Target: J. Michael Pearson, Chief Executive Officer of Valeant Pharmaceuticals
Goal: Call on the company to abandon “cost-cutting measures” that sacrifice consumer safety in its search for profits
Before a new pharmaceutical product can be sold to consumers it must be tested to ensure safety and effectiveness. These safety studies can be expensive. Valeant Pharmaceuticals has grown to dominate the market in recent years by merging with competitors and acquiring drugs already on the market or else in late-stage development, allowing the company to avoid spending money on expensive tests. Valeant’s cost-cutting philosophies have driven the company to avoid conducting safety trials even when required to by the Food and Drug Administration (FDA), side-stepping consumer safety laws and potentially putting the public at risk.
Sculptra was initially used by patients suffering from HIV-related facial wasting. The drug was approved for these cosmetic touch-ups, but not for use by the general public. According to ProPublica when Valeant acquired the drug it also assumed responsibility for conducting studies to ensure Sculptra was safe for cosmetic use by patients who were not HIV-positive. Executives fretted over the requirement, estimated to take five years and cost upwards of $40 million, and instructed researchers to “do the minimal amount of work necessary to show progress.” The general attitude at the time was, recalls one executive, “Well, let’s just take our time doing the study.”
Valeant insists its “commitment to patient safety and regulatory compliance is absolute.” Prolonged efforts to avoid complying with the FDA’s request failed to sway the agency, which continued to pressure Valeant to complete the study. The company made a big show of designing the study, yet never actually started it. All the while it continued to sell Sculptra to the unwitting public.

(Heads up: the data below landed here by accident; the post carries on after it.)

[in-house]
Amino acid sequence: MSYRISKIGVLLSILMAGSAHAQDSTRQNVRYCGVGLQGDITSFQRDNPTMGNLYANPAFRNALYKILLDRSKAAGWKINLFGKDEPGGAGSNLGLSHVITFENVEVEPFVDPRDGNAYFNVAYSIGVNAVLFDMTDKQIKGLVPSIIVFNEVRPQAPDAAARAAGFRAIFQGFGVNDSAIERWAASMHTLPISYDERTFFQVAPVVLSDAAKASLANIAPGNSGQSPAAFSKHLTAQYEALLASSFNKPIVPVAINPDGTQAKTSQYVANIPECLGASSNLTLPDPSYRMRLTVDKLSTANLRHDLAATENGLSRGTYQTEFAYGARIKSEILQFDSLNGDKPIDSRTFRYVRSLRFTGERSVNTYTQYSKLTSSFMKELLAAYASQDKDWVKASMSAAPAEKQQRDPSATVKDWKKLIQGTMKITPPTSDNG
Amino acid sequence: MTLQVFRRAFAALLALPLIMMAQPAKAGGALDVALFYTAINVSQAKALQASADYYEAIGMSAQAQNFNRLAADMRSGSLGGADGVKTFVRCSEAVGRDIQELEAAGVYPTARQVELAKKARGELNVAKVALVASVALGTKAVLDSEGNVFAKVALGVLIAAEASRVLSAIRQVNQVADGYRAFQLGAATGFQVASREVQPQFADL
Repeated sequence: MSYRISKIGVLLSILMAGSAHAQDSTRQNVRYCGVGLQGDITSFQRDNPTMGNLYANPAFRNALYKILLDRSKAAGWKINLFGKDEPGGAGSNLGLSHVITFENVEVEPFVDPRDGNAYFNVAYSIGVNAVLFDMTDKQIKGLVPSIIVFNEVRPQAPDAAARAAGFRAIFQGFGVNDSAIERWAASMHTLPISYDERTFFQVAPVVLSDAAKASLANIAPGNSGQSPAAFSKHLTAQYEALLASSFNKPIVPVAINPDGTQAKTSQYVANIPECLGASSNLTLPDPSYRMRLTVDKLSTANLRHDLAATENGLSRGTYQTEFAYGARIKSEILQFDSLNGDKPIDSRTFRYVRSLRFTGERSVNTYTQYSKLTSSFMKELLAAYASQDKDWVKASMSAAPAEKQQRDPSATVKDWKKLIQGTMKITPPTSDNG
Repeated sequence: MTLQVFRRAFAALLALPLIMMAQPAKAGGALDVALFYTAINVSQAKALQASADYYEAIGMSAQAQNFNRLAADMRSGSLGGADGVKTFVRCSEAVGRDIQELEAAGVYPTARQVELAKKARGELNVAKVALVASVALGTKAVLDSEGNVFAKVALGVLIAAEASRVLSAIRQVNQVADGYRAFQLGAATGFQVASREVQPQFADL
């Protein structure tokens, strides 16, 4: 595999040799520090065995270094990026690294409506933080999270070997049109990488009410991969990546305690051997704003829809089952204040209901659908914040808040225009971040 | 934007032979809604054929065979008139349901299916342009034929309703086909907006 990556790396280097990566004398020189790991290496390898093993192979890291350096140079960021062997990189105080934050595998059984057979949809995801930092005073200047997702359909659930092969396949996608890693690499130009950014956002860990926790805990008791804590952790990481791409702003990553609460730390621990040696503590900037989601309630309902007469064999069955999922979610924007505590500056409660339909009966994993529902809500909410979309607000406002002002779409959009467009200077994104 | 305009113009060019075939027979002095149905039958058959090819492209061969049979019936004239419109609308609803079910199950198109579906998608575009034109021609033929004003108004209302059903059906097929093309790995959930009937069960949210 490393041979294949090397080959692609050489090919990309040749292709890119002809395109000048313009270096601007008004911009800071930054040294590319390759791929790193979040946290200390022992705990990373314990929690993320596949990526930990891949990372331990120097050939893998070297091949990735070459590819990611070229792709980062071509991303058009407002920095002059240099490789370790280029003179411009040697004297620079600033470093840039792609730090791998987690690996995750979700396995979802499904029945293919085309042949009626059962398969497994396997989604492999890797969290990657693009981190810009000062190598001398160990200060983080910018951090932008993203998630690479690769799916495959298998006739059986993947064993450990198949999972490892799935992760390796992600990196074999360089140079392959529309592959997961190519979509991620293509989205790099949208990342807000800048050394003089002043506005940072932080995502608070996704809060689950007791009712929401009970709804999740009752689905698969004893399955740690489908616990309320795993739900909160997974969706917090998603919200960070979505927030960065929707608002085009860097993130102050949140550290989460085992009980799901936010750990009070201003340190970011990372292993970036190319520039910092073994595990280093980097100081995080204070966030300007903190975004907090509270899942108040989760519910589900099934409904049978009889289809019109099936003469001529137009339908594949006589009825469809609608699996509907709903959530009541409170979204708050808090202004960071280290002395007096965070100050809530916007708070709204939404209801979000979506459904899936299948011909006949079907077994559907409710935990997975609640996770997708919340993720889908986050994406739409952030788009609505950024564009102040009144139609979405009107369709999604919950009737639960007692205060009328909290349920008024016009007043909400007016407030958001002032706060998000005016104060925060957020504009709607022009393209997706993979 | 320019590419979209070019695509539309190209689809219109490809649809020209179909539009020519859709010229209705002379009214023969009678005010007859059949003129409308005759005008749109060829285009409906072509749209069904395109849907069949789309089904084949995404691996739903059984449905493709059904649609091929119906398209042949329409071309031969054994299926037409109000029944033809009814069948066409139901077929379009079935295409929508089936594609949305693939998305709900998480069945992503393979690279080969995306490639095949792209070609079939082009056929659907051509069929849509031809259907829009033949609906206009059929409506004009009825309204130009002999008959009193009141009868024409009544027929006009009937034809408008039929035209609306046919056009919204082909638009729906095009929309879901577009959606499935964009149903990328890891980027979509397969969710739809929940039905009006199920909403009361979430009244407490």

Former executives with the company, speaking with ProPublica while asking to remain anonymous, expressed other concerns as well. Frequent mergers have meant frequent layoffs, and have left management unprepared to tackle challenges and unwilling to voice concerns.
Clearly, Valeant’s business model disregards the importance of regulations and consumer safety. Call on the company’s leadership to uphold its responsibilities to consumers and to comply fully with all requirements intended to protect the public.
Dear Mr. Pearson,
Numerous concerns have been raised as the public learns about Valeant’s disregard for federal regulations. While satisfying shareholders’ desire for profits may seem like the top priority, consumers demand that adequate safety trials are conducted prior to the release of products onto the market. Sacrificing required safety trials as an unnecessary expense shows a clear disregard for the health and well-being of the public.
Make no mistake: such negligence can also impact shareholder profits. Failure to address concerns over leaking packages of the drug Jubila, for example, cost your company valuable time and allowed competitors to gain the advantage. Rather than downplaying these concerns, if Valeant had instead addressed the problem it would have brought Jubila onto the market much sooner.
Safety trials are not a wasteful expense, as you seem to believe. They are your legal and ethical responsibility. I call on you and your company to commit yourselves to complying with all regulatory requirements, in a timely fashion and without seeking to avoid such responsibilities.
[Your Name Here]
Photo credit: PhotoLizM via Pixabay